addition to his narrative of imperial operations, Spence has an
argument to make. The navy served as the security force for Britain's
global "paternalistic mission": religious conversion to Christianity,
economic conversion to free trade, and cultural and legal conversion
to Western norms. Naval operations spanned the globe, and
missionaries of various kinds soon followed. Naval personnel were the
point of first contact, shaping not only the perceptions of
communities from Tahiti to Kenya but also creating an environment in
which British merchants and missionaries could operate. The Pax
Britannica was in fact characterized by violence and uncertainty, at
least in the imperial context, and naval personnel had to strike a
fine balance between demonstrations of British strength and friendly
relations with a staggering variety of peoples and cultures.

Spence's examination of the cultural exchange between the navy and
the colonies plays to his expertise and provides a pleasant
combination of interesting vignettes and authoritative arguments. The
navy and its drills influenced dance troupes in Mombasa; amateur
naval productions of British musicals appeared in ports from British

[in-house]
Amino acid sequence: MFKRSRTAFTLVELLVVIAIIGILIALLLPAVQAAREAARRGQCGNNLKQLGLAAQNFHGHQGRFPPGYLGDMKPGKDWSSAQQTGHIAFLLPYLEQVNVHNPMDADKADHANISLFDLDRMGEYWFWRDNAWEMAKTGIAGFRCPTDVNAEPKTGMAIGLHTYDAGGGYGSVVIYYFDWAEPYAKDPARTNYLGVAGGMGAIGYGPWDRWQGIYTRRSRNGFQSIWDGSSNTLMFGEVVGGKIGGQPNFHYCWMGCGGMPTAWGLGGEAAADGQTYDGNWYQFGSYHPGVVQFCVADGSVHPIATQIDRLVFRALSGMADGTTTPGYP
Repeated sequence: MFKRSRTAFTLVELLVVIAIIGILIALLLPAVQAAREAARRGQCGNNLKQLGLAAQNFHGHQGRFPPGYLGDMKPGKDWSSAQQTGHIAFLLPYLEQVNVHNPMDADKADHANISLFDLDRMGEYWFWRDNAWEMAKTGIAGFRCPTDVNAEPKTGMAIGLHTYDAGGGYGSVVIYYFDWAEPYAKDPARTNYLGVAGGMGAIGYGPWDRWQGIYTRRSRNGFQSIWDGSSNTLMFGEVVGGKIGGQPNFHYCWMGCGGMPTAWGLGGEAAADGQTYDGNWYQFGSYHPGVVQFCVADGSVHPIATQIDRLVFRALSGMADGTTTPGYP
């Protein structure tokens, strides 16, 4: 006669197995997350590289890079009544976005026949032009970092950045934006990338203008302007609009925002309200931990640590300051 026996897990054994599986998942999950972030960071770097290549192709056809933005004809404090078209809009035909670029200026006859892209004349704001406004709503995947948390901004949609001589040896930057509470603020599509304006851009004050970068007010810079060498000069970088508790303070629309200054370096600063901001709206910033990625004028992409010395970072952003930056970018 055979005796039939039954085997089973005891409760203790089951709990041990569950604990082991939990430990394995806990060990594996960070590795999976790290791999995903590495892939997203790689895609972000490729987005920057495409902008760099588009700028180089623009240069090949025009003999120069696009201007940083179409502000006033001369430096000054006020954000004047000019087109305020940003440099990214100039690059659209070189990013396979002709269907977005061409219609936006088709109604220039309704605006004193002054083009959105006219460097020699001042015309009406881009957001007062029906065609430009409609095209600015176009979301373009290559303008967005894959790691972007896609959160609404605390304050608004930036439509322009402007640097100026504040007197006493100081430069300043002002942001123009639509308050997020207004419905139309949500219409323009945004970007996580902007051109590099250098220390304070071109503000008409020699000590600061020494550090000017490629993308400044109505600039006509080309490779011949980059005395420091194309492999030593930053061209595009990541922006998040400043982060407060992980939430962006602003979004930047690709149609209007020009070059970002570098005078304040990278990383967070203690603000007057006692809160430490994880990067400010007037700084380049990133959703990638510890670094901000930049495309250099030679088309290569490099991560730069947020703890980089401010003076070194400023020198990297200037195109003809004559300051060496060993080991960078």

Columbia to the Cape; and Royal Navy Volunteer Reservists in Trinidad
sang calypso music with patriotic lyrics about defeating the Kaiser,
which Spence argues was an essential expression of Trinidadian
national identity.

The book's strength lies in these cultural history sections and less
in the narrative of imperial operations. The great benefit of a
fourteen-volume series, then, is that Spence's volume perhaps does
not need to provide the authoritative account of imperial operations.
Instead, its cultural history of the navy and the empire will provide
a necessary supplement and a different perspective from the future
volume on the Victorian navy and the existing volume on the navy
since 1900.

Citation: Evan Wilson. Review of Spence, Daniel Owen, _A History of
the Royal Navy: Empire and Imperialism_. H-War, H-Net Reviews.
November, 2016.
URL: https://www.h-net.org/reviews/showrev.php?id=47872

This work is licensed under a Creative Commons
Attribution-Noncommercial-No Derivative Works 3.0 United States


Best regards,

Andrew Stewart